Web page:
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The Amazing Johnathan Documentary is manipulative fun, if not quite magic

Photo: Hulu

Whether sawing into his arm with a butcher’s knife or swallowing his own eyeball, The Amazing Johnathan was a reliable source of manic energy at many an ’80s and ’90s stand-up show. John Szeles, the self-described “Freddy Krueger of Comedy,” regularly bulldozed his way onto showcases like Late Night With David Letterman and Comic Strip Live, and his gory, stupid-smart deconstructions of magic and coked-up circus geek antics eventually earned him Las Vegas headlining gigs well into the 21st century. Then, in 2014, he announced that he’d been diagnosed with a serious heart condition, saying doctors had given him only a year to live. The Amazing Johnathan retired, seemingly destined to fade into the annals of cult comedy and the memories of ’80s kids who watched too much cable. But then came the kicker: Szeles kept on living. And after a while, he grew bored and anxious to return, even if it meant dying on stage. Literally.


The Amazing Johnathan Documentary, from first-time documentarian Ben Berman, picks up the story from there, capturing Szeles as he putters around a mansion strewn with memorabilia and medicine bottles, watching his old tapes and choking down pills. It’s a tragicomic sight—the magician whose greatest trick was not disappearing—and Szeles and his wife, fellow magician Anastasia Synn, grouse to Berman about this terrible gift of time they’ve been given with nothing to fill it. Nothing, that is, but the meth Szeles still smokes daily, taking it “like vitamins” in front of Berman’s cameras and over Synn’s muted protests. For want of something to do besides slowly wasting away, Szeles hatches a farewell tour. And as Berman’s crew tags along, capturing Szeles as he struggles through his old material at half-speed, Szeles ponders whether anyone’s turning up for the love of his comedy, or if it’s just the morbid desire to bear witness when he finally drops dead.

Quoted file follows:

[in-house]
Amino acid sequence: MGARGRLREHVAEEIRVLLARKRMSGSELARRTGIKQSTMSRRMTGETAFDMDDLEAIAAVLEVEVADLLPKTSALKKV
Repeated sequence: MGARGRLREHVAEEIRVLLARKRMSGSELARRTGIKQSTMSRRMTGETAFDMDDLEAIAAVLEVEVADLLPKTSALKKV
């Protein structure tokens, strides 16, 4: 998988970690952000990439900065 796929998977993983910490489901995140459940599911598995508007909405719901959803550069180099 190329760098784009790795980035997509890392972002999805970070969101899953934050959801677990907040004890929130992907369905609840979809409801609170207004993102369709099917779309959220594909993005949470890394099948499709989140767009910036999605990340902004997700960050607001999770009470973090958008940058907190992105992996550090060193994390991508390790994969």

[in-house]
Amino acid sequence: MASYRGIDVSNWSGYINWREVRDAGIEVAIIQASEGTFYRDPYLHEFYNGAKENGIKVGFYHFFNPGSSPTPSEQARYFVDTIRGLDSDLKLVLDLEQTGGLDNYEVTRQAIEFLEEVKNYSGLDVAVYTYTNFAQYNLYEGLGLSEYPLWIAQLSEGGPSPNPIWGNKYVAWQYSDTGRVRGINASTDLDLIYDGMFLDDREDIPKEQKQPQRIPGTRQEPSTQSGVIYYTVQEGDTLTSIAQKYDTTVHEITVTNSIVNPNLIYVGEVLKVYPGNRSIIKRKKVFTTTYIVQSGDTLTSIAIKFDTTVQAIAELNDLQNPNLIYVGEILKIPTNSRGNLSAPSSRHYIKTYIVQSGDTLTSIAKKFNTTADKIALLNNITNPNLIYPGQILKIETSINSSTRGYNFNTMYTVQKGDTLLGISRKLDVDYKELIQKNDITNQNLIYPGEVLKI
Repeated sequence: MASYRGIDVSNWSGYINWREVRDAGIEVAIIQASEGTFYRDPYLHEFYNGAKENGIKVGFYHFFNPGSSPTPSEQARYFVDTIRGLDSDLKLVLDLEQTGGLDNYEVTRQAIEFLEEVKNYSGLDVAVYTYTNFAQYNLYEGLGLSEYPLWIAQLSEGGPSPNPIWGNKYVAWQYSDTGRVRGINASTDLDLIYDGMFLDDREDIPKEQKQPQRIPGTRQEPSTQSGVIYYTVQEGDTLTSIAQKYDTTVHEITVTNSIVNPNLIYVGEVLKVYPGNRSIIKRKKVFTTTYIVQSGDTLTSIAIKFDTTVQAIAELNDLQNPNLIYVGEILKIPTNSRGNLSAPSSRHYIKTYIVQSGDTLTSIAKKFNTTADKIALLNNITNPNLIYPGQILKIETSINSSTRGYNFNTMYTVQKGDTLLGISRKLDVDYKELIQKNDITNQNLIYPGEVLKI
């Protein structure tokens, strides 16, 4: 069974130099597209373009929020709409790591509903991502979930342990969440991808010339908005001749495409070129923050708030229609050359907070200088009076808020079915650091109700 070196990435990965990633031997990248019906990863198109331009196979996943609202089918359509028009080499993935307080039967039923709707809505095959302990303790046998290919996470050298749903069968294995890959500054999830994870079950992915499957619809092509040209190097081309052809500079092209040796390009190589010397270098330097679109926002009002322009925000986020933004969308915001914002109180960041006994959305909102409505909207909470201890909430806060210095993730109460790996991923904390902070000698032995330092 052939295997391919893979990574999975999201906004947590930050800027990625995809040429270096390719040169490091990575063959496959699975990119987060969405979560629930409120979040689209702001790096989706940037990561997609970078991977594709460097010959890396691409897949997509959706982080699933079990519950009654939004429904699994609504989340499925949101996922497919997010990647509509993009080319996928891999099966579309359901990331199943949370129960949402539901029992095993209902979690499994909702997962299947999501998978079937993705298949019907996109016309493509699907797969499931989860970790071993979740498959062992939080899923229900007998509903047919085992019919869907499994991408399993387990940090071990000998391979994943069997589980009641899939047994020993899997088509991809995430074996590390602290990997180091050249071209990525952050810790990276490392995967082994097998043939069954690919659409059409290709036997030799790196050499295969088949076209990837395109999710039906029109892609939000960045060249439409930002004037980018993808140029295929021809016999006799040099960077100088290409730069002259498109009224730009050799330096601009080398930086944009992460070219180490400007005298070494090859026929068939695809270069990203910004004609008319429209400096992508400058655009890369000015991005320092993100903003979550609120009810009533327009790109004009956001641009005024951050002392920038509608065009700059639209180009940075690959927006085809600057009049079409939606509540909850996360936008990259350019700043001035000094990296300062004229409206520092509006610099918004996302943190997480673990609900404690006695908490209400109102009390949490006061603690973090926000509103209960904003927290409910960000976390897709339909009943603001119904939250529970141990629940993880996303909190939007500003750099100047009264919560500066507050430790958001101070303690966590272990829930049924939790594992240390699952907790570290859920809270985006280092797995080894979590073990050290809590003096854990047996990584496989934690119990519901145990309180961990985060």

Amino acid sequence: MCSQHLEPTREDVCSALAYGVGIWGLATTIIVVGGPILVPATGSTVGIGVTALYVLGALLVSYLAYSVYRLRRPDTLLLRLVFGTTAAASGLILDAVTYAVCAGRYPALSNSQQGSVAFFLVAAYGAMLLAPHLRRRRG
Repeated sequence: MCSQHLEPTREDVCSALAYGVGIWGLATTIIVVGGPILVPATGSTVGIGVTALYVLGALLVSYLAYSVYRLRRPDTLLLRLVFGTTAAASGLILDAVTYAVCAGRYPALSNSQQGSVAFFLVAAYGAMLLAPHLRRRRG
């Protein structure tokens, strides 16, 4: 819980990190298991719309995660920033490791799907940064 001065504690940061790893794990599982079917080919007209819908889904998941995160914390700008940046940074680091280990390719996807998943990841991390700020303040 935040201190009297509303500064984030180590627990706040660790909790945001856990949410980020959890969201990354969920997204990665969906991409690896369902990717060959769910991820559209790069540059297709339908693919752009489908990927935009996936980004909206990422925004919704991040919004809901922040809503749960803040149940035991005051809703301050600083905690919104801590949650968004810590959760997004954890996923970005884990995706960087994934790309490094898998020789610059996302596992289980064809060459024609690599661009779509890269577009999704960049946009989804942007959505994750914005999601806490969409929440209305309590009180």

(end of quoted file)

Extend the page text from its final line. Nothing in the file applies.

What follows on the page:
That’s the big question for Berman, too, one that becomes even thornier once his movie’s central “twist” (which bears spoiling) is revealed. Approximately six months into filming, Szeles is joined by a rival camera crew—a team that’s already racked up two Academy Awards, Szeles proudly tells Berman. With Szeles enamored of this more “important” documentary, and rubbing it in his face at every opportunity, Berman immediately shifts focus to himself as he grapples with how to frame his now seemingly redundant project, along with his personal existential crisis over whether he should even bother. This quandary is further complicated by Szeles, who grows increasingly distant and inscrutable, leading Berman to suspect he’s being manipulated. The trust between them sours; Szeles has, after all, made an entire career out of misdirection. Has he been playing Berman all along, even about his illness? As one of Szeles’ friends puts it, “Can you trust anything a magician does?”